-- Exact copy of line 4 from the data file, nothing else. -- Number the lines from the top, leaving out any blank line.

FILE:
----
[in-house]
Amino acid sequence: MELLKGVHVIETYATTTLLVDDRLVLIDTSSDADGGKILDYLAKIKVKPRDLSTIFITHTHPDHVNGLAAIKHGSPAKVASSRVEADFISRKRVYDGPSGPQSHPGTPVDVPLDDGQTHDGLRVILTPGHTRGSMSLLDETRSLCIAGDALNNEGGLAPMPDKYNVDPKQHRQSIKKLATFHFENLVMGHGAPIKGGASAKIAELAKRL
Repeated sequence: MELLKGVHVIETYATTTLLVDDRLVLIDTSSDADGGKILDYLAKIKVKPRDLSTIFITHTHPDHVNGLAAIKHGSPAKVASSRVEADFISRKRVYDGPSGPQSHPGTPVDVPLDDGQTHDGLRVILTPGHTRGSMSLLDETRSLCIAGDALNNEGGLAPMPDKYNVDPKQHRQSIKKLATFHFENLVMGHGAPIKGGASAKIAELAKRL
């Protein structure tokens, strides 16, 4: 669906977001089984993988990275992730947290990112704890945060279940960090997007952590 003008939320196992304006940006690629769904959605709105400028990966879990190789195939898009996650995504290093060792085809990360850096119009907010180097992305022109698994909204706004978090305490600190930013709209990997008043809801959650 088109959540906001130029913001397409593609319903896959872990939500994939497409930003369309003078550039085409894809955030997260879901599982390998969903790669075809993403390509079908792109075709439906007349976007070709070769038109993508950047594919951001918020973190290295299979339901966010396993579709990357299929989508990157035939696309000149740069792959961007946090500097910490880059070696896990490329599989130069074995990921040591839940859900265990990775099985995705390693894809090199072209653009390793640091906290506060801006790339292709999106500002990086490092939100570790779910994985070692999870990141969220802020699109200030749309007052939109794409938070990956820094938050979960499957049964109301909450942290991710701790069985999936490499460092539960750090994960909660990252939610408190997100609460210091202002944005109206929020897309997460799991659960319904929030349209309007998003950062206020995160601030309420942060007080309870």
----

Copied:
């Protein structure tokens, strides 16, 4: 669906977001089984993988990275992730947290990112704890945060279940960090997007952590 003008939320196992304006940006690629769904959605709105400028990966879990190789195939898009996650995504290093060792085809990360850096119009907010180097992305022109698994909204706004978090305490600190930013709209990997008043809801959650 088109959540906001130029913001397409593609319903896959872990939500994939497409930003369309003078550039085409894809955030997260879901599982390998969903790669075809993403390509079908792109075709439906007349976007070709070769038109993508950047594919951001918020973190290295299979339901966010396993579709990357299929989508990157035939696309000149740069792959961007946090500097910490880059070696896990490329599989130069074995990921040591839940859900265990990775099985995705390693894809090199072209653009390793640091906290506060801006790339292709999106500002990086490092939100570790779910994985070692999870990141969220802020699109200030749309007052939109794409938070990956820094938050979960499957049964109301909450942290991710701790069985999936490499460092539960750090994960909660990252939610408190997100609460210091202002944005109206929020897309997460799991659960319904929030349209309007998003950062206020995160601030309420942060007080309870």